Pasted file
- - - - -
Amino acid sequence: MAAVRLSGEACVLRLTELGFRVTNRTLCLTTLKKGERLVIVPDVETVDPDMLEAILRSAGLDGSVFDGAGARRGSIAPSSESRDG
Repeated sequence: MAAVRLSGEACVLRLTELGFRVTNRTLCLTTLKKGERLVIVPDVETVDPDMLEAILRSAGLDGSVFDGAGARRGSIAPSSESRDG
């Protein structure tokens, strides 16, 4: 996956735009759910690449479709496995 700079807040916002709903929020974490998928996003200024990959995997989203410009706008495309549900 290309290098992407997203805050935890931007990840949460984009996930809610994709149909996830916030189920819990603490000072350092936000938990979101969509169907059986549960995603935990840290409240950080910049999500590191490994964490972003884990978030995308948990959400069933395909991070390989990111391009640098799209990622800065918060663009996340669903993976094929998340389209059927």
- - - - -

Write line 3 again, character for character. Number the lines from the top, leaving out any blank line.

């Protein structure tokens, strides 16, 4: 996956735009759910690449479709496995 700079807040916002709903929020974490998928996003200024990959995997989203410009706008495309549900 290309290098992407997203805050935890931007990840949460984009996930809610994709149909996830916030189920819990603490000072350092936000938990979101969509169907059986549960995603935990840290409240950080910049999500590191490994964490972003884990978030995308948990959400069933395909991070390989990111391009640098799209990622800065918060663009996340669903993976094929998340389209059927």